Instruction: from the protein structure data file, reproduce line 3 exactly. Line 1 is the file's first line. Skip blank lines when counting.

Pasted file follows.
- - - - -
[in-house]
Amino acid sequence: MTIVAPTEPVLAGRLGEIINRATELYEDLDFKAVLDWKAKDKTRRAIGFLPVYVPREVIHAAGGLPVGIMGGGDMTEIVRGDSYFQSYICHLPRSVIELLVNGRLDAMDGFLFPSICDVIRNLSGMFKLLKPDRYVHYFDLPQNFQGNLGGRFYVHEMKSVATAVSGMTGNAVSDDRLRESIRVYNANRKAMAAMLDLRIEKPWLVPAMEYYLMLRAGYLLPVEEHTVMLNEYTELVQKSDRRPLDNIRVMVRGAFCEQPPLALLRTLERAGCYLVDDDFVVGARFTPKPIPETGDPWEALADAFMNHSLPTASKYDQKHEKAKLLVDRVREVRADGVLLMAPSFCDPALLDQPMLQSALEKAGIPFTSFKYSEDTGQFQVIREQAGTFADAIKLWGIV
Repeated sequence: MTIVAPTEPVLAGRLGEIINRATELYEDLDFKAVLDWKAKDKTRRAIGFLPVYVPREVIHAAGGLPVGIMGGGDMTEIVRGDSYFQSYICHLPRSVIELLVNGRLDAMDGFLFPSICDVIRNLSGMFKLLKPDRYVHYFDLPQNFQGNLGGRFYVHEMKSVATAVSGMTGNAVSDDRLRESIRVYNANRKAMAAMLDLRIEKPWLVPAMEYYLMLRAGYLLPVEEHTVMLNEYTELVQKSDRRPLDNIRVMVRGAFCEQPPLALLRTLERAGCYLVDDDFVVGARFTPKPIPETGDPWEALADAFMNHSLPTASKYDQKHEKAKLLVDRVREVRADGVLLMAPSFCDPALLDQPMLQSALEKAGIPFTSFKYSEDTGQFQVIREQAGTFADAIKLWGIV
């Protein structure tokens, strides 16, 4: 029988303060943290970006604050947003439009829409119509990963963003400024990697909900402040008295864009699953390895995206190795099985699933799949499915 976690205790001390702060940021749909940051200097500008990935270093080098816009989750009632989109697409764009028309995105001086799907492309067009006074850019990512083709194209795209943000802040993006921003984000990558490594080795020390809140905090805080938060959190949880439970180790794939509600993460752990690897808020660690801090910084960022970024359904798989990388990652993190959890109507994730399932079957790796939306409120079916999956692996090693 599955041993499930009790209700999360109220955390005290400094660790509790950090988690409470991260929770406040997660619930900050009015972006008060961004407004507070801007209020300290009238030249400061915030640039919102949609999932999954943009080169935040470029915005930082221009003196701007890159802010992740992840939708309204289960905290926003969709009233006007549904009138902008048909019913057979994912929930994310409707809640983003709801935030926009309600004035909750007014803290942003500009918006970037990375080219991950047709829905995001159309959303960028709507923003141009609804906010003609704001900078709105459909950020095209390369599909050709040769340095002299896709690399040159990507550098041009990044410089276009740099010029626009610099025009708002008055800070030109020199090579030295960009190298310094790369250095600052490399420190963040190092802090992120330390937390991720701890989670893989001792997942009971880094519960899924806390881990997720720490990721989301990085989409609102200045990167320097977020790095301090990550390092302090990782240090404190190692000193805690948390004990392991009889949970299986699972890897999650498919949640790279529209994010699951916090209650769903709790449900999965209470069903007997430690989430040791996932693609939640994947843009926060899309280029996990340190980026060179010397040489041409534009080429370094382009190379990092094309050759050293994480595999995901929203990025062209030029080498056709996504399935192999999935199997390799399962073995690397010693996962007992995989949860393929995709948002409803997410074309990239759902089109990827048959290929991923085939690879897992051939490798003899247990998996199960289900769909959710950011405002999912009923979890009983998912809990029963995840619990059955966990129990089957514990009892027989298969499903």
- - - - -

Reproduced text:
Repeated sequence: MTIVAPTEPVLAGRLGEIINRATELYEDLDFKAVLDWKAKDKTRRAIGFLPVYVPREVIHAAGGLPVGIMGGGDMTEIVRGDSYFQSYICHLPRSVIELLVNGRLDAMDGFLFPSICDVIRNLSGMFKLLKPDRYVHYFDLPQNFQGNLGGRFYVHEMKSVATAVSGMTGNAVSDDRLRESIRVYNANRKAMAAMLDLRIEKPWLVPAMEYYLMLRAGYLLPVEEHTVMLNEYTELVQKSDRRPLDNIRVMVRGAFCEQPPLALLRTLERAGCYLVDDDFVVGARFTPKPIPETGDPWEALADAFMNHSLPTASKYDQKHEKAKLLVDRVREVRADGVLLMAPSFCDPALLDQPMLQSALEKAGIPFTSFKYSEDTGQFQVIREQAGTFADAIKLWGIV